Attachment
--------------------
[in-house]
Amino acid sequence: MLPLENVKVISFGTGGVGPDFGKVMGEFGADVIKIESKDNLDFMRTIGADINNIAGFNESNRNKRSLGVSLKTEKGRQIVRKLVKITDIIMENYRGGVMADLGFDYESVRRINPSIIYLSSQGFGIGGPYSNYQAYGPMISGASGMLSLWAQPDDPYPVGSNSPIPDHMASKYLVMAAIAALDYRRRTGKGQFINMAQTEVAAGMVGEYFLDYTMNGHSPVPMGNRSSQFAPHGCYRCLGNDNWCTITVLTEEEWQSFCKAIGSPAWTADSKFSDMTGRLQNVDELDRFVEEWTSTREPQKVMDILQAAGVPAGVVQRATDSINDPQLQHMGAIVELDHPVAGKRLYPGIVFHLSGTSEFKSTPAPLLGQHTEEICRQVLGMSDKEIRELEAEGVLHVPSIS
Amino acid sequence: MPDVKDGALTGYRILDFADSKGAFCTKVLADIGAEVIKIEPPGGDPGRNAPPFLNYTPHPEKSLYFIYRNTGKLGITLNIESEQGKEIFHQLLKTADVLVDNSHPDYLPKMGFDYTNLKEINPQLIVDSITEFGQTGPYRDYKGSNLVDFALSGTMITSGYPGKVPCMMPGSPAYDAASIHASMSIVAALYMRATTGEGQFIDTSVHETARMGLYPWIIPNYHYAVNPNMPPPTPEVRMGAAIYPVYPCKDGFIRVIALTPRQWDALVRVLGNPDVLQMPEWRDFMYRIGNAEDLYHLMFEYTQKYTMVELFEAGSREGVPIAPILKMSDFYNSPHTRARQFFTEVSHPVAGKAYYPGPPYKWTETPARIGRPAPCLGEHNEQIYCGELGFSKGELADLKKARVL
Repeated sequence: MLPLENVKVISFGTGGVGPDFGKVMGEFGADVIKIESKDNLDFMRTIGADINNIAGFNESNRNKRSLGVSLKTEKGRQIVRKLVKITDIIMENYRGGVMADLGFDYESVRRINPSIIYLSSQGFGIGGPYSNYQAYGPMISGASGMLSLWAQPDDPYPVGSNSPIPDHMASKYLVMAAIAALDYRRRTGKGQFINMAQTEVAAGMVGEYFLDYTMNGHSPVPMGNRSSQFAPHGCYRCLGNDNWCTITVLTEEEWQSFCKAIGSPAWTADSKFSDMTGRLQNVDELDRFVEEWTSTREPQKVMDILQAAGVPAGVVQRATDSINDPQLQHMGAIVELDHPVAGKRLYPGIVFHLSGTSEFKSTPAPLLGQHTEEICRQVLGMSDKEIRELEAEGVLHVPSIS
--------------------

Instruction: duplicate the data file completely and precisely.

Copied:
[in-house]
Amino acid sequence: MLPLENVKVISFGTGGVGPDFGKVMGEFGADVIKIESKDNLDFMRTIGADINNIAGFNESNRNKRSLGVSLKTEKGRQIVRKLVKITDIIMENYRGGVMADLGFDYESVRRINPSIIYLSSQGFGIGGPYSNYQAYGPMISGASGMLSLWAQPDDPYPVGSNSPIPDHMASKYLVMAAIAALDYRRRTGKGQFINMAQTEVAAGMVGEYFLDYTMNGHSPVPMGNRSSQFAPHGCYRCLGNDNWCTITVLTEEEWQSFCKAIGSPAWTADSKFSDMTGRLQNVDELDRFVEEWTSTREPQKVMDILQAAGVPAGVVQRATDSINDPQLQHMGAIVELDHPVAGKRLYPGIVFHLSGTSEFKSTPAPLLGQHTEEICRQVLGMSDKEIRELEAEGVLHVPSIS
Amino acid sequence: MPDVKDGALTGYRILDFADSKGAFCTKVLADIGAEVIKIEPPGGDPGRNAPPFLNYTPHPEKSLYFIYRNTGKLGITLNIESEQGKEIFHQLLKTADVLVDNSHPDYLPKMGFDYTNLKEINPQLIVDSITEFGQTGPYRDYKGSNLVDFALSGTMITSGYPGKVPCMMPGSPAYDAASIHASMSIVAALYMRATTGEGQFIDTSVHETARMGLYPWIIPNYHYAVNPNMPPPTPEVRMGAAIYPVYPCKDGFIRVIALTPRQWDALVRVLGNPDVLQMPEWRDFMYRIGNAEDLYHLMFEYTQKYTMVELFEAGSREGVPIAPILKMSDFYNSPHTRARQFFTEVSHPVAGKAYYPGPPYKWTETPARIGRPAPCLGEHNEQIYCGELGFSKGELADLKKARVL
Repeated sequence: MLPLENVKVISFGTGGVGPDFGKVMGEFGADVIKIESKDNLDFMRTIGADINNIAGFNESNRNKRSLGVSLKTEKGRQIVRKLVKITDIIMENYRGGVMADLGFDYESVRRINPSIIYLSSQGFGIGGPYSNYQAYGPMISGASGMLSLWAQPDDPYPVGSNSPIPDHMASKYLVMAAIAALDYRRRTGKGQFINMAQTEVAAGMVGEYFLDYTMNGHSPVPMGNRSSQFAPHGCYRCLGNDNWCTITVLTEEEWQSFCKAIGSPAWTADSKFSDMTGRLQNVDELDRFVEEWTSTREPQKVMDILQAAGVPAGVVQRATDSINDPQLQHMGAIVELDHPVAGKRLYPGIVFHLSGTSEFKSTPAPLLGQHTEEICRQVLGMSDKEIRELEAEGVLHVPSIS